the big lie is out there. That`s, you know, the big story here. And it`s a

pity that now we are being distracted by what might have been a mistake by

BuzzFeed or might be an unclear statement by Mueller.

 

But I think at the end of the day, whether we have House Democrats

investigating this or Mueller giving us some more information, we will get

the truth of what really happened. And that will be the issue, not how it

was covered.

 

O`DONNELL:  And Elizabeth Drew, it might be Ben Bradlee who has the very

best line about how people out there and editors in these situations should

regard developments like this after reviewing how the mistake was made by

Woodward and Bernstein.

 

He had a few words with them about, you know, how they needed to clean up

their processes, make sure this would never happen again, and it didn`t

ever happen again. But he finished that discussion by saying to them, what

have you got for tomorrow? And that`s what really matters, isn`t it?

 

DREW:  That`s right. Tomorrow is another day and another story and other

stories. And I agree with – who was just talking – these things happen.

They don`t happen – the amazing thing is, they don`t happen very often. I

want to point something else out.

 

In Watergate, we had no cable. We had no internet. We had none of the

things that go on now. So you have that many more people reporting. In

Watergate, there weren`t that many on the story. So I think exponentially,

the odds on somebody getting something wrong at some point are all the

greater.

 

But keep in mind, the big picture. David was right. The big picture is

something happened here. We`ll find out what it was. But a lot of other

things happened, too. Even if this story didn`t exist. There is still a

very, very big story.

 

O`DONNELL:  And we all need patience and we all need to remember the

phrase, if true. Elizabeth Drew, David Corn, thank you for joining us on

that part of our discussion.

 

And when we come back, tomorrow`s breaking news. Tomorrow`s breaking news.

We`re going to cover it tonight. President Trump has announced that he is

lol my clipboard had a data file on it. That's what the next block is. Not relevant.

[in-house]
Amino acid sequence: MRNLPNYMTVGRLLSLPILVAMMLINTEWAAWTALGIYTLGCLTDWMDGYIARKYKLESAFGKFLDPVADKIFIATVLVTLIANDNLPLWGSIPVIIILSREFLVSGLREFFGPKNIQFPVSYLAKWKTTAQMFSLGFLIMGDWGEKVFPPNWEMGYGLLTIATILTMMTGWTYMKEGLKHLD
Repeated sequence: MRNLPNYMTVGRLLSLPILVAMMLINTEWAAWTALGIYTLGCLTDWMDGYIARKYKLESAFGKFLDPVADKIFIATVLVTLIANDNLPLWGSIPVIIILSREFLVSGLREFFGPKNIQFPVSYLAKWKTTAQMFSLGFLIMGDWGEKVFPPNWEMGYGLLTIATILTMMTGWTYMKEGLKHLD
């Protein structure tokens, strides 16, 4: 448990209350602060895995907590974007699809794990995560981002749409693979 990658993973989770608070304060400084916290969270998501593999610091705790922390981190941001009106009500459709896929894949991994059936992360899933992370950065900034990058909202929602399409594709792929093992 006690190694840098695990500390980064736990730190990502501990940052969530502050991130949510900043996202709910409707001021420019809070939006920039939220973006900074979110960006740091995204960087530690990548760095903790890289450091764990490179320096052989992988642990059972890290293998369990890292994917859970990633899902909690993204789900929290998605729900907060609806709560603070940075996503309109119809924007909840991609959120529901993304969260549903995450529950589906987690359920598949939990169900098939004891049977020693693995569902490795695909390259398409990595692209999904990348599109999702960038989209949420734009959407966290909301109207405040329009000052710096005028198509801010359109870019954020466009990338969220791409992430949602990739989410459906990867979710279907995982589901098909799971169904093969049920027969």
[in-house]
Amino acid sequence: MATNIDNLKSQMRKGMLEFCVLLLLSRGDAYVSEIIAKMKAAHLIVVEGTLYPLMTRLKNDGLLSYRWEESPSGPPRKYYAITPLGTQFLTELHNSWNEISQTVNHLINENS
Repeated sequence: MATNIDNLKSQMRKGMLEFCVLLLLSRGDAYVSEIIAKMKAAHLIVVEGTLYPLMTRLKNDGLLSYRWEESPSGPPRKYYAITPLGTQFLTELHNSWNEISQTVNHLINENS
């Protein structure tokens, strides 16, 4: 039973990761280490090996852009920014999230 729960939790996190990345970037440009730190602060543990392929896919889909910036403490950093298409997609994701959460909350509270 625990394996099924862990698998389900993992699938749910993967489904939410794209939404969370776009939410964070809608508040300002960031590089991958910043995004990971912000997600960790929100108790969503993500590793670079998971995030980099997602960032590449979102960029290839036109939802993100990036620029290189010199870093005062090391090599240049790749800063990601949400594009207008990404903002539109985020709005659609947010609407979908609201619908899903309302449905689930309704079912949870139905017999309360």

going to make an important announcement about the shutdown tomorrow from

the White House at 3:00 p.m. Joy Reid will be covering that announcement

live for MSNBC right here. And she will join us to discuss the big news of

tomorrow. I`ll offer my wild guess about what Donald Trump just might

announce tomorrow.

 

(COMMERCIAL BREAK)

 

O`DONNELL:  Just before 6:00 p.m. tonight, President Trump announced on

Twitter that he will make an announcement tomorrow afternoon at 3:00 p.m.

about the longest government shutdown in history, the shutdown that he

promised to start and take full blame for.

 

He made good on half of that promise.  He did start the shutdown.  But then

he blamed the people he promised not to blame, Congressional Democrats. 

But a senior administration official told “CBS News” that “Trump will

present what the White House believes could be a deal to end the shutdown.” 

The deal was largely influenced by talks between Vice President Mike Pence,

Senate Majority Leader Mitch McConnell, and Trump`s son-in-law, and Senior

Adviser Jared Kushner, who is not the speaker of the House.

 

Joy Reid and David Corn are back with us.  And Joy, this is the most

mysterious deal I`ve ever heard of.  Three Republicans get together in a

room.  What`s the deal?  Whatever it is, it`s not a deal.

 

JOY REID, HOST, AM JOY:  Yes.

 

O`DONNELL:  Because if you go to Capitol Hill to make a deal, you got to

have Nancy Pelosi in the room –